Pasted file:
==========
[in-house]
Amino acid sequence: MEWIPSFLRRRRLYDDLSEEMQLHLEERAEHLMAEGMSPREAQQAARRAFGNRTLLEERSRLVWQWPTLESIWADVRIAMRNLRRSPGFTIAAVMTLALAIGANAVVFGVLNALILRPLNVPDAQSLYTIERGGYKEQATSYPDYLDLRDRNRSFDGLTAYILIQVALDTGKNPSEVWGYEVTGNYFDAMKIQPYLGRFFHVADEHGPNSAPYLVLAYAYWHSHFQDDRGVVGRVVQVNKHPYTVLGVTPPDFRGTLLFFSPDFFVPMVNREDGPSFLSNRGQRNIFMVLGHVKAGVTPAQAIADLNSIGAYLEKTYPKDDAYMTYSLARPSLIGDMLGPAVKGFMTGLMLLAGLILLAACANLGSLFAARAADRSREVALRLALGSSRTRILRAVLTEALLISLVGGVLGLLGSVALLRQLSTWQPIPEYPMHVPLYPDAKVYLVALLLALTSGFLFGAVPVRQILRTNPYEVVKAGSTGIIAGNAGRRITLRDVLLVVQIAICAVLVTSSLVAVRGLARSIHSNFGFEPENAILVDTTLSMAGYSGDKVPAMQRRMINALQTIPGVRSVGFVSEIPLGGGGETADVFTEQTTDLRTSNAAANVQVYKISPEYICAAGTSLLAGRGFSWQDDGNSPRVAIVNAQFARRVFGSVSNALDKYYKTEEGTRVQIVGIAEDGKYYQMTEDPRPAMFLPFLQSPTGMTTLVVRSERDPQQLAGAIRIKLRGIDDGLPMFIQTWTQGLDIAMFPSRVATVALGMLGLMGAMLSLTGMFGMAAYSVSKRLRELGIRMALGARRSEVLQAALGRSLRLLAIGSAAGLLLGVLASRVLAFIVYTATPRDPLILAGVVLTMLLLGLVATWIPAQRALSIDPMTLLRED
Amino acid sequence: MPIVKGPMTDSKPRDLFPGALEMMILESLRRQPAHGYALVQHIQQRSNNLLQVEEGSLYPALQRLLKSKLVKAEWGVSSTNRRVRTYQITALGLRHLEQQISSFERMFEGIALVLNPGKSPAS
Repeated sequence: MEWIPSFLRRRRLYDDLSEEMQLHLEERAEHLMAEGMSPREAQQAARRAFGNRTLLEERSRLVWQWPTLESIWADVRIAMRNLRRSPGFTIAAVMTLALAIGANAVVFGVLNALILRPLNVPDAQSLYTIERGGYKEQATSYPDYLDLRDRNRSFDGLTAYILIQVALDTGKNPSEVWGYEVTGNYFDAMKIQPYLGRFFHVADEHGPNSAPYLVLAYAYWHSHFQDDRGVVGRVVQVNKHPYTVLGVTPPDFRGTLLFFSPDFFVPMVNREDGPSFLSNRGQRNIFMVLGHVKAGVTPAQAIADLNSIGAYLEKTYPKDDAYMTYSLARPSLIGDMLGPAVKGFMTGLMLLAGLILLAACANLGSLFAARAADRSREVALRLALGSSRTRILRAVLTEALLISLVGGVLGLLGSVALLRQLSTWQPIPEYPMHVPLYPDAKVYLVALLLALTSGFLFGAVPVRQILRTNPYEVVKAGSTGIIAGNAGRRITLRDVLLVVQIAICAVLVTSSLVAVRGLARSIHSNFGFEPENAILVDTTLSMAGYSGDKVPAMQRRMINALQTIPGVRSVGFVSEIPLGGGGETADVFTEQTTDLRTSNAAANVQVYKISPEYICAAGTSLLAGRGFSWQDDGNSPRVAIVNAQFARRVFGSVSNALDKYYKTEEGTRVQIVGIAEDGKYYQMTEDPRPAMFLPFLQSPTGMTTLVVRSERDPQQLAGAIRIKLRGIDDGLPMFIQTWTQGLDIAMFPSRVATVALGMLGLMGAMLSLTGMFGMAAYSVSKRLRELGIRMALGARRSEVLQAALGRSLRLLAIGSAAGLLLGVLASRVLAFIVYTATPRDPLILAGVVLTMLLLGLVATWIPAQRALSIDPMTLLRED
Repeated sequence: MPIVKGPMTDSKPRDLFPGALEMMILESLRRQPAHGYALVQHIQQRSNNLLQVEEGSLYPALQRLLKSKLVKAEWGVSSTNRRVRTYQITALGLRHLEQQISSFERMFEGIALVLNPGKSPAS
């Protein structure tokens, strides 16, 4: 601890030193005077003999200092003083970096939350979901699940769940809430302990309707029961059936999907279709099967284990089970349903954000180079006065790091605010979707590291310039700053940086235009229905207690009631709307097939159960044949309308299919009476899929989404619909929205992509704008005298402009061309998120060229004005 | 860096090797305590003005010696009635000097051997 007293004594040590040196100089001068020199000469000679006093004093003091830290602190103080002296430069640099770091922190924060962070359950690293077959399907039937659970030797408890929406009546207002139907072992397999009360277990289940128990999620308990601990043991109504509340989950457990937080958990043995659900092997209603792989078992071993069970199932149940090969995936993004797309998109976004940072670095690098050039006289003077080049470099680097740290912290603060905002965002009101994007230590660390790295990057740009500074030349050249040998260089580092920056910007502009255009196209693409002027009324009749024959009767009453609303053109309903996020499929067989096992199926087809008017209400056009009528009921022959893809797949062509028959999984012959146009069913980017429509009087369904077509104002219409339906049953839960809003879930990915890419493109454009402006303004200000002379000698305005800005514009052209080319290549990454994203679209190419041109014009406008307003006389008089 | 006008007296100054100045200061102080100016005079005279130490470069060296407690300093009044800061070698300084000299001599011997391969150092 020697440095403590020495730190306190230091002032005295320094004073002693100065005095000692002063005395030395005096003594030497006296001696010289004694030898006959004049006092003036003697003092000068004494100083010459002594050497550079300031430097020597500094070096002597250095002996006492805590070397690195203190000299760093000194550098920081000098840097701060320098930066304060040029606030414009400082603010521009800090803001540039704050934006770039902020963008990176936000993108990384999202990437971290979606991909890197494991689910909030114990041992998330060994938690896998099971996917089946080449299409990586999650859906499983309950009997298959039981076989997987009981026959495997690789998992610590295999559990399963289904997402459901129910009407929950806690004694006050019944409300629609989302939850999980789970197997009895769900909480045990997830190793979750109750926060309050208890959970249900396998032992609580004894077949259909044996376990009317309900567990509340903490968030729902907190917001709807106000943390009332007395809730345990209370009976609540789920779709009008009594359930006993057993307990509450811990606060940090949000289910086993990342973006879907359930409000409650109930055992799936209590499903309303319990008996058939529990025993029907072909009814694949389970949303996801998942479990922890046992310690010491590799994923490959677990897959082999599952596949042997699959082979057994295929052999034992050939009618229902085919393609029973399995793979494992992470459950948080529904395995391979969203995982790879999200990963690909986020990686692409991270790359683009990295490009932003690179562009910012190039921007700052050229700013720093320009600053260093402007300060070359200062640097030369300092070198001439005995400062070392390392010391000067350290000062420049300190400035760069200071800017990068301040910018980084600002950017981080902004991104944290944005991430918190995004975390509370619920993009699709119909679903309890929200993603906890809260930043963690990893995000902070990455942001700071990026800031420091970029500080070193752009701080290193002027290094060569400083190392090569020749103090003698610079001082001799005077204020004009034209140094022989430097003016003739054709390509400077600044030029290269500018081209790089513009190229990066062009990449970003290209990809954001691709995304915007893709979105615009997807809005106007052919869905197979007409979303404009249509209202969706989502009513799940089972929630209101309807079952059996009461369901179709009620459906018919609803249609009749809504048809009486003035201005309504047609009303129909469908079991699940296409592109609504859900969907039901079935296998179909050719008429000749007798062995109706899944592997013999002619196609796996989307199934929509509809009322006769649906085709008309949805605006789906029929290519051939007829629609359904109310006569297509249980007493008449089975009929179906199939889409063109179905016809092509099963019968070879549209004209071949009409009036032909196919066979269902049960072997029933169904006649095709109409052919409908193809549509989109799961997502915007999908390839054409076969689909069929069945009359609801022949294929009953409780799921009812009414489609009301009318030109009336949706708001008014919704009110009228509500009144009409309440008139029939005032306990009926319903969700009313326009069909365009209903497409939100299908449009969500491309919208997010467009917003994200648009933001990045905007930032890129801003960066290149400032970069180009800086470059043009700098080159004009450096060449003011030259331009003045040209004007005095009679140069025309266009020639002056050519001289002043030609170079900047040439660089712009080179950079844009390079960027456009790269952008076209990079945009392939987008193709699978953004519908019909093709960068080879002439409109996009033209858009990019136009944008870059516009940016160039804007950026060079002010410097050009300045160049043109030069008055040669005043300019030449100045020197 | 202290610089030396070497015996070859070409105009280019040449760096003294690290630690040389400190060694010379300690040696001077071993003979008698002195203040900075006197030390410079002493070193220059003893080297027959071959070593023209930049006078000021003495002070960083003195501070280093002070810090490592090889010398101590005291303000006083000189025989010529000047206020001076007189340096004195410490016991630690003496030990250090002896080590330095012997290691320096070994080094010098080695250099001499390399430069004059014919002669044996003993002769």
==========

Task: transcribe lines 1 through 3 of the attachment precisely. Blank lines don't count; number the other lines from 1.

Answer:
[in-house]
Amino acid sequence: MEWIPSFLRRRRLYDDLSEEMQLHLEERAEHLMAEGMSPREAQQAARRAFGNRTLLEERSRLVWQWPTLESIWADVRIAMRNLRRSPGFTIAAVMTLALAIGANAVVFGVLNALILRPLNVPDAQSLYTIERGGYKEQATSYPDYLDLRDRNRSFDGLTAYILIQVALDTGKNPSEVWGYEVTGNYFDAMKIQPYLGRFFHVADEHGPNSAPYLVLAYAYWHSHFQDDRGVVGRVVQVNKHPYTVLGVTPPDFRGTLLFFSPDFFVPMVNREDGPSFLSNRGQRNIFMVLGHVKAGVTPAQAIADLNSIGAYLEKTYPKDDAYMTYSLARPSLIGDMLGPAVKGFMTGLMLLAGLILLAACANLGSLFAARAADRSREVALRLALGSSRTRILRAVLTEALLISLVGGVLGLLGSVALLRQLSTWQPIPEYPMHVPLYPDAKVYLVALLLALTSGFLFGAVPVRQILRTNPYEVVKAGSTGIIAGNAGRRITLRDVLLVVQIAICAVLVTSSLVAVRGLARSIHSNFGFEPENAILVDTTLSMAGYSGDKVPAMQRRMINALQTIPGVRSVGFVSEIPLGGGGETADVFTEQTTDLRTSNAAANVQVYKISPEYICAAGTSLLAGRGFSWQDDGNSPRVAIVNAQFARRVFGSVSNALDKYYKTEEGTRVQIVGIAEDGKYYQMTEDPRPAMFLPFLQSPTGMTTLVVRSERDPQQLAGAIRIKLRGIDDGLPMFIQTWTQGLDIAMFPSRVATVALGMLGLMGAMLSLTGMFGMAAYSVSKRLRELGIRMALGARRSEVLQAALGRSLRLLAIGSAAGLLLGVLASRVLAFIVYTATPRDPLILAGVVLTMLLLGLVATWIPAQRALSIDPMTLLRED
Amino acid sequence: MPIVKGPMTDSKPRDLFPGALEMMILESLRRQPAHGYALVQHIQQRSNNLLQVEEGSLYPALQRLLKSKLVKAEWGVSSTNRRVRTYQITALGLRHLEQQISSFERMFEGIALVLNPGKSPAS